Application Connectivity Bottlenecks Stem from Disconnect of App Owners and Network Managers, Tufin Survey Finds

By Peter Bernstein June 12, 2013

Ever wonder why there is a problem when you install new applications and, to be polite, there are issues? The answer as to why lies in an interesting place, as has been revealed in a recent Tufin Technologies survey

For those unfamiliar, Tufin Technologies is a provider of Security Process Automation (SPA) solutions, which to many may seem like “plumbing,” but as with your home you know such solutions are important when they don’t work correctly. Previous Tufin surveys have shown that because application connectivity requirements drive the vast majority of firewall changes, managing application connectivity has become the number one firewall management challenge. 

The latest survey, conducted in April at InfoSecurity UK, sought to delve into the issue in a more granular fashion. The headline finding of the survey tells an interesting tale. The 105 IT professionals, ranging from network administrators to CIOs, reported, “Network security teams deploy applications based on incomplete or inaccurate connectivity data, resulting in delays, downtime, and unnecessary risk and compliance exposure.”

An overview of application connectivity challenges

Below is a quick recap of some of the findings that should be of interest since they show how enterprise applications are exploding and the challenges providing connectivity represents: 33 percent reported their organization has more than 500 applications; and 74 percent said they will be deploying up to 100 new applications this year.

There is little standardization as to how organizations structure application connectivity processes.  Network Operations teams work mainly with Application Owners (30 percent), but other stakeholders include app developers (26 percent), other network engineers (16 percent). In addition, there are many other stakeholders to consider including consultants, VARs, apps vendors and possibly managed service providers which account together for 29 percent.

And, when it comes to determining connectivity requirements, 72 percent report they are given a list of ports to open, but 19 percent look it up on the Internet, 13 percent look at logs, and 9 percent rely on trial and error. In other words it is easy to see why there can be problems.

Other interesting finds include: 

  • 55 percent report that applications are not deployed correctly the first time, mainly (67 percent) due to incorrect or missing connectivity data. 
  • 33 percent say the Service level Agreement (SLA) for application-related firewall changes takes a week or more, with 81 percent believing it should take between 1-3 days.
  • When asked what would enable a faster SLA, 1/3 cited more accurate information from application owners, 26 percent said knowing what ports to open, and 24 percent said faster risk/compliance approvals.

Since as we all know time is money, having automated processes that enable smooth deployments and changes is key.

The final food for thought is when the survey asked about the impact this lack of connectivity has on security and compliance. Even as the firewall in a BYOD world has lost some of its importance for providing a high degree of enterprise protection from those with malicious intent, it is still the main and arguably the most critical part of risk management associated with online security. That said, the survey found:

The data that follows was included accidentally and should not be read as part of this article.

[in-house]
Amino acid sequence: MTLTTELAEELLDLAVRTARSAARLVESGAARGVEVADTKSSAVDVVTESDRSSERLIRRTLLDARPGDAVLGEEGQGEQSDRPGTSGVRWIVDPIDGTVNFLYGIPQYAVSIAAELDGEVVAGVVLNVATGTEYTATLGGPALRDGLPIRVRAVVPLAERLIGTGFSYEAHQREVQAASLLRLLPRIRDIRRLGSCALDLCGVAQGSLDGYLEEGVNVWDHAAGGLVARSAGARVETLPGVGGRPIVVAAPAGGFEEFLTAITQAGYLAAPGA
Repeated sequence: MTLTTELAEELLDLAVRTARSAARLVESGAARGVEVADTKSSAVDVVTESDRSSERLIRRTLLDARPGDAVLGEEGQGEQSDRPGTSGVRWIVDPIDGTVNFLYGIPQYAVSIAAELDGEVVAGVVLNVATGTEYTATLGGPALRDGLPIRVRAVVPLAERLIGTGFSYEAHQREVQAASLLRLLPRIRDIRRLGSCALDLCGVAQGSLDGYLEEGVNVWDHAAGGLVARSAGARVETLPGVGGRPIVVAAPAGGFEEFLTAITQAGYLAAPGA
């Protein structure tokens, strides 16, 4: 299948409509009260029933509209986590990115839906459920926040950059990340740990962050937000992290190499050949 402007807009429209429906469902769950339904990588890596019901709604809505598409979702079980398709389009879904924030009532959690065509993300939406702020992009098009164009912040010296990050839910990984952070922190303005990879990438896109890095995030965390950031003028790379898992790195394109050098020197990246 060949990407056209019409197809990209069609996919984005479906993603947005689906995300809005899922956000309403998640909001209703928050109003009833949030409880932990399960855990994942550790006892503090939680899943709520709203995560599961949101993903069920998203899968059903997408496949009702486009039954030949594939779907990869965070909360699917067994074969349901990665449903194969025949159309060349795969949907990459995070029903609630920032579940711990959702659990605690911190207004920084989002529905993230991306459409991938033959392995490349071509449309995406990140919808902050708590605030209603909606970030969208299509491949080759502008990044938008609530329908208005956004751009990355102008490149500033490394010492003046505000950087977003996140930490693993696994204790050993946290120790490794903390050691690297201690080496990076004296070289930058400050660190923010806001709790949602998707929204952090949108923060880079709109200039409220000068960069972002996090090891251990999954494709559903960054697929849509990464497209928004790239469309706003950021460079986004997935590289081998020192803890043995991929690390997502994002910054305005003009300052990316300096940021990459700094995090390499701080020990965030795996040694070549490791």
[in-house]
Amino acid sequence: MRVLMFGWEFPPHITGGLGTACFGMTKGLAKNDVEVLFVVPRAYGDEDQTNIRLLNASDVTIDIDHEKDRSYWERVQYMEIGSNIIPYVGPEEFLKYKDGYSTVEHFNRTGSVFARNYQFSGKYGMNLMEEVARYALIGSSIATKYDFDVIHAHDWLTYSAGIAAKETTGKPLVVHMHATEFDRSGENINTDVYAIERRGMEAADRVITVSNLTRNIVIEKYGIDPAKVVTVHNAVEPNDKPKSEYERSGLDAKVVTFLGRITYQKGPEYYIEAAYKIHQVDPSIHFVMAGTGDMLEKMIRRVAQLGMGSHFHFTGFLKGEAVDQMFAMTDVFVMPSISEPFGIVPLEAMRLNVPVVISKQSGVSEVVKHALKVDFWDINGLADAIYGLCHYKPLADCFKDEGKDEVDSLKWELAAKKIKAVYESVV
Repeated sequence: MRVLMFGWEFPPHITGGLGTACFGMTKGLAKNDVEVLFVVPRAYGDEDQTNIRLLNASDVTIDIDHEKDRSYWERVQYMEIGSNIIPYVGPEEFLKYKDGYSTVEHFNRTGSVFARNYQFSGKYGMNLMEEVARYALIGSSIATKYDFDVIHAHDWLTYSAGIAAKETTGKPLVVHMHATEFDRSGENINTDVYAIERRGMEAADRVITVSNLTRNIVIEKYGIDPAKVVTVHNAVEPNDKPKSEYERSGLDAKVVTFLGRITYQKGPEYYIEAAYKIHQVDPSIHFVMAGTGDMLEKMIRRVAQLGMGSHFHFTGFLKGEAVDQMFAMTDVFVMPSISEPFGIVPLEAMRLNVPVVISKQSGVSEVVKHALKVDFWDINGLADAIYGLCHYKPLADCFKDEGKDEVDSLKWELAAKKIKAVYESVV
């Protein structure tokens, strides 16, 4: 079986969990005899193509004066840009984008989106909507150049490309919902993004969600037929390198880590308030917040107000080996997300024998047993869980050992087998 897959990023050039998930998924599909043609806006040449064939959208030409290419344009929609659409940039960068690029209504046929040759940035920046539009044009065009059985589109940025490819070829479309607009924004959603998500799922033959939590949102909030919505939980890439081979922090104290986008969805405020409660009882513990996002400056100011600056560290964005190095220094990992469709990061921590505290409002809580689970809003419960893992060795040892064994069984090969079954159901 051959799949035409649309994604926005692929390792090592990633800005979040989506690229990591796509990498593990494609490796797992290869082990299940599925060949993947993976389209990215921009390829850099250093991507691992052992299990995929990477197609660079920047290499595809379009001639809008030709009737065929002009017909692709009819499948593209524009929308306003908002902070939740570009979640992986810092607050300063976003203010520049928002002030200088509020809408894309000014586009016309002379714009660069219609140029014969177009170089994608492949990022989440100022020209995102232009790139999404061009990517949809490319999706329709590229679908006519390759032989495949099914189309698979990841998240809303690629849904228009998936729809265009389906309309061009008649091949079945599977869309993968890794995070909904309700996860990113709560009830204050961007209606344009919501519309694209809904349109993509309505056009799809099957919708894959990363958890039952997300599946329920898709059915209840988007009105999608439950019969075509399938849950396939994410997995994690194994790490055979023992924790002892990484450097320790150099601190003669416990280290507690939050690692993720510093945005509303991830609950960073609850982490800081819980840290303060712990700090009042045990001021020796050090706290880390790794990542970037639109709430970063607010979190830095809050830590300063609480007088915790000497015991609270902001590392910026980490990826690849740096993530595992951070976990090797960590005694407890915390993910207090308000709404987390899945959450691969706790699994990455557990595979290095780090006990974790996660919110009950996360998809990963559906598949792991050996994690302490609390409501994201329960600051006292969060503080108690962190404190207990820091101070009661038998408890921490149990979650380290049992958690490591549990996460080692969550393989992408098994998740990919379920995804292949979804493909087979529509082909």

• Administrators often have no insight into why a rule was created: 41% either use the (limited) firewall comments field or rule base sections to document the business justification for a rule; 13% don't document at all.
  • 40% are not notified when an application is decommissioned.
  • 30% take a "best effort" approach to remove unneeded connections when an application is decommissioned.  1/6 of respondents do nothing to decommission applications.

"This survey highlights the fact that security engineers are having to adopt new processes on the fly - processes that require them to interact with a new set of stakeholders," said Reuven Harrison, CTO of Tufin.  "As a result they are not just changing who they work with but how they work. Anyone who has experienced this kind of change knows it is not easy.  That's why we are putting so much development effort into SecureApp. SecureApp provides a much needed application connectivity model on top of our network abstraction layer, enabling security teams to rise above any existing technology constraints and collaborate with other IT groups for a common goal - application delivery and business agility.”

Harrison’s point about the challenges is spot on. The complexity of IT job when it comes to security and compliance has increased exponentially in the past few years for all of the reasons we read about everyday—mobility, BYOD, the cloud, virtualization, distributed workforce, increased frequency and sophistication of cyber threats, much more stringent corporate governance and compliance, etc.  

Applications connectivity, as it relates to being plumbing may not be sexy but it is essential. As the survey says, the challenges are real, and the costs of not implementing best practices can be steep.

Edited by Alisen Downey
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